Brian wrote in to us to tell us how grateful he is to have spent his final few years with his wife, Catherine, in their bungalow in North Shields, after she became terminally ill with motor neurone disease.
Thank you for sharing your story with us Brian.
"I first met Catherine when she was 16, she was at a bus stop eating chips and I stopped my car and asked her for one! She was training to be a hairdresser and I worked at the ship yards. We just clicked straightaway and after courting for a while I did the gentlemanly thing and asked for her Dad's permission to marry her. We were married just around the corner from here at St.Aidan's. We had our two lovely kids, worked hard, saved harder, and bought our home in Wallsend. Life was good.
"We first realised something was wrong with Catherine in 2012 when she started to limp when she walked, then occasionally she'd slur the odd word. When we got the diagnosis of motor neurone disease, I didn't realise what it meant. It didn't sink in that I was going to lose her and I think I convinced myself everything was going to be ok. There was no hiding from the fact that we needed to move home though. Motor neurone disease is a cruel illness, that affects the muscles and nerves, and it took hold of Catherine devastatingly quickly.
"It wasn't long before she needed a wheelchair which meant she couldn't move between rooms or make it up the stairs to use the bathroom or go to bed. It was impossible to adapt the house we had so we knew a care home would be the only option uinless we could find somewhere more suitable for her needs. We didn't know anything about social housing at the time.
"We had no idea we'd ever be in a situation where we needed help with housing, but you never do know what's around the corner and thank goodness it was there when we needed it. We were put on a list for a Karbon Homes property and marked as a medical priority but had no idea such a perfect solution would be found.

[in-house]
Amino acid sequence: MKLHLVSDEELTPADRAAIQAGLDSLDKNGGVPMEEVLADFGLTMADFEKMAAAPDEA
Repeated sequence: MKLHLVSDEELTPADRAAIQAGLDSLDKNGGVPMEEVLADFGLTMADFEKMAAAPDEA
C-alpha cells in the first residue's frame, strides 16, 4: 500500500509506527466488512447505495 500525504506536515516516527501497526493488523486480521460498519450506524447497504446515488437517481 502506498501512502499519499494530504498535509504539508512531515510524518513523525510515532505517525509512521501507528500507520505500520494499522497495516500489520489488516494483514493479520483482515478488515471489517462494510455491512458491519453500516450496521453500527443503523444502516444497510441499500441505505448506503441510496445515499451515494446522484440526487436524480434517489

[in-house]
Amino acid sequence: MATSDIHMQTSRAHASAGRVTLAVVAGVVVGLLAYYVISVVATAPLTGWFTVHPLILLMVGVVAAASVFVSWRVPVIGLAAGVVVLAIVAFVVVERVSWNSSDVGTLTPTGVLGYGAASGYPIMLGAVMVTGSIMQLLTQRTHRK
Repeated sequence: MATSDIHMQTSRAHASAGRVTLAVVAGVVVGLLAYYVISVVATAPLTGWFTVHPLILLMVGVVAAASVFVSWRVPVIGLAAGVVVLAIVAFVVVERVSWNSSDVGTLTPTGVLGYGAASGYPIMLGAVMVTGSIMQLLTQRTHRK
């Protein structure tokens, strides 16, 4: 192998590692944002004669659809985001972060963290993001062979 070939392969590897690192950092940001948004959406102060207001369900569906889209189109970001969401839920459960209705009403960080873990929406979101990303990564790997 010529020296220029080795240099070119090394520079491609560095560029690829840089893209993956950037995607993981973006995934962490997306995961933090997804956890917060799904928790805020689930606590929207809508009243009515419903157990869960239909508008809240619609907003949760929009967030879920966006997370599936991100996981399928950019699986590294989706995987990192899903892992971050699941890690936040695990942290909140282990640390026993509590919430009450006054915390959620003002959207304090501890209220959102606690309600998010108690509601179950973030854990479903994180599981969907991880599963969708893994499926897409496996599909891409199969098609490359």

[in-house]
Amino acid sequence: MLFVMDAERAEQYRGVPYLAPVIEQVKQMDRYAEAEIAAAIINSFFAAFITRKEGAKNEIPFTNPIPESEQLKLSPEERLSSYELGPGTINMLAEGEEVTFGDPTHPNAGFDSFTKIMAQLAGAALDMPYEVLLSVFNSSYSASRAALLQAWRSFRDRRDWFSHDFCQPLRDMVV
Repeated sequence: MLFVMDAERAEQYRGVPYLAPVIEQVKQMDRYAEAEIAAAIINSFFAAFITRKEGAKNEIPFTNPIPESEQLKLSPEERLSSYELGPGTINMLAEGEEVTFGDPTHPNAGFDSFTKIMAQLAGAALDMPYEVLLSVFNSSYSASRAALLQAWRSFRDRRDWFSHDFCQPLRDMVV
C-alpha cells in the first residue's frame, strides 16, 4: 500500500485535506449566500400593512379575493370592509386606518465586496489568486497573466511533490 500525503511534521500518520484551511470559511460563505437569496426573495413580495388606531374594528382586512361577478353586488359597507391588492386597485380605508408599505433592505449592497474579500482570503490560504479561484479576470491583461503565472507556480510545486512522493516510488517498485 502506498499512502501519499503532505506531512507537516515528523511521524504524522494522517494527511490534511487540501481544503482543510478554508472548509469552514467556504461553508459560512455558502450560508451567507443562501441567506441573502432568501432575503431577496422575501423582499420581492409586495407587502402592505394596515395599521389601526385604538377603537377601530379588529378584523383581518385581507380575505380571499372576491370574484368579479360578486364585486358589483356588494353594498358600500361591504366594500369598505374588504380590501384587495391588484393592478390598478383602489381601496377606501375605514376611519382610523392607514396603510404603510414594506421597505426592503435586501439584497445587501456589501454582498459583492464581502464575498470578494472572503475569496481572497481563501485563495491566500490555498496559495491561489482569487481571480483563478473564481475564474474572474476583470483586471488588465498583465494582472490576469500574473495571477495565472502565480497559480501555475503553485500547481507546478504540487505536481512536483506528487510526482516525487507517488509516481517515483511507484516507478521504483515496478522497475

"A specially adapted bungalow came up for rent in North Shields and we bid for it and got it. When we went to view it, we couldn't believe our luck. It was absolutely everything that we needed to make Catherine more comfortable. It had a wet room, a special toilet, and wide doorways and hall so she could get her wheelchair around easily. It had a little garden that Catherine enjoyed seeing our little dog, Harvey, running around in.
"Catherine was determined to make the most of the time she had left. She was always a homely person so it meant a great deal to her to be able to enjoy where she lived. It meant we could live out the rest of her life together, surrounded by her family, and we will be eternally grateful for that. Catherine passed away three years ago at the age of just 50 and I miss her every day. It's hard to put in to words what it is like to lose someone you've been so close to for such a long time. It leaves a huge void in your life and they take a huge chunk of you with them when they go. It didn't hit me at first but when it caught up with me it hit really hard.
"I know that Karbon is just a call away if I have anything that needs fixing and nothing is ever a trouble when I ring. I have arthritis from my time working in ship building and need crutches to get around, so the house means I don't have to struggle. North Shields is where I grew up so it was like turning the clock back when we moved here. It brought back lots of good memories and they have been a comfort since I lost Catherine. As time goes by I'm trying to get more involved in the community and looking after the area where I live, and I'm sure this will bring me new happiness."